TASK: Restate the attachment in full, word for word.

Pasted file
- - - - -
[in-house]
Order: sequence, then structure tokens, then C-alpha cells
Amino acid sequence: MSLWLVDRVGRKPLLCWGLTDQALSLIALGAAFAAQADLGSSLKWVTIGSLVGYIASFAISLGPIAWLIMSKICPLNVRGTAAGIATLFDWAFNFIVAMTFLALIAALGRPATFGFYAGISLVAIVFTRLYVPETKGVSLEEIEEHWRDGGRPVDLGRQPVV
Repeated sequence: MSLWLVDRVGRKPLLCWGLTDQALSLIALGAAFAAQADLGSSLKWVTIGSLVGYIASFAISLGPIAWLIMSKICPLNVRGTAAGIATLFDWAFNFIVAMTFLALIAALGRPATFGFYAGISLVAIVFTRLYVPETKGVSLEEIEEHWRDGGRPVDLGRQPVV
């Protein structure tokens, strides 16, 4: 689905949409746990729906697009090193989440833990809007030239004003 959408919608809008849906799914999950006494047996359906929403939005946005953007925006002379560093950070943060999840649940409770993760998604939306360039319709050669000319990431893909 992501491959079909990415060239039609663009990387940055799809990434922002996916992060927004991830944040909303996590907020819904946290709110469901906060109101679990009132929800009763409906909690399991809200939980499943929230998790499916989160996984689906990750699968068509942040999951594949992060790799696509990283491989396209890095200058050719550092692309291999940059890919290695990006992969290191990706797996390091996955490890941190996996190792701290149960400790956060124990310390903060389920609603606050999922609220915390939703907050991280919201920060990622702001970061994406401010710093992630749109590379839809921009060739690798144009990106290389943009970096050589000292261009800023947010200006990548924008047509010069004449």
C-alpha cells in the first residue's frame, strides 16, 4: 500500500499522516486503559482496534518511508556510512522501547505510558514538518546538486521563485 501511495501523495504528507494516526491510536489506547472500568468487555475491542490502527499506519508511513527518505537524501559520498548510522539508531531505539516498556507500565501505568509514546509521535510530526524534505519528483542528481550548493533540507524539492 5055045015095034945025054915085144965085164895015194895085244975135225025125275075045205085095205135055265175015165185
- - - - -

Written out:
[in-house]
Order: sequence, then structure tokens, then C-alpha cells
Amino acid sequence: MSLWLVDRVGRKPLLCWGLTDQALSLIALGAAFAAQADLGSSLKWVTIGSLVGYIASFAISLGPIAWLIMSKICPLNVRGTAAGIATLFDWAFNFIVAMTFLALIAALGRPATFGFYAGISLVAIVFTRLYVPETKGVSLEEIEEHWRDGGRPVDLGRQPVV
Repeated sequence: MSLWLVDRVGRKPLLCWGLTDQALSLIALGAAFAAQADLGSSLKWVTIGSLVGYIASFAISLGPIAWLIMSKICPLNVRGTAAGIATLFDWAFNFIVAMTFLALIAALGRPATFGFYAGISLVAIVFTRLYVPETKGVSLEEIEEHWRDGGRPVDLGRQPVV
């Protein structure tokens, strides 16, 4: 689905949409746990729906697009090193989440833990809007030239004003 959408919608809008849906799914999950006494047996359906929403939005946005953007925006002379560093950070943060999840649940409770993760998604939306360039319709050669000319990431893909 992501491959079909990415060239039609663009990387940055799809990434922002996916992060927004991830944040909303996590907020819904946290709110469901906060109101679990009132929800009763409906909690399991809200939980499943929230998790499916989160996984689906990750699968068509942040999951594949992060790799696509990283491989396209890095200058050719550092692309291999940059890919290695990006992969290191990706797996390091996955490890941190996996190792701290149960400790956060124990310390903060389920609603606050999922609220915390939703907050991280919201920060990622702001970061994406401010710093992630749109590379839809921009060739690798144009990106290389943009970096050589000292261009800023947010200006990548924008047509010069004449």
C-alpha cells in the first residue's frame, strides 16, 4: 500500500499522516486503559482496534518511508556510512522501547505510558514538518546538486521563485 501511495501523495504528507494516526491510536489506547472500568468487555475491542490502527499506519508511513527518505537524501559520498548510522539508531531505539516498556507500565501505568509514546509521535510530526524534505519528483542528481550548493533540507524539492 5055045015095034945025054915085144965085164895015194895085244975135225025125275075045205085095205135055265175015165185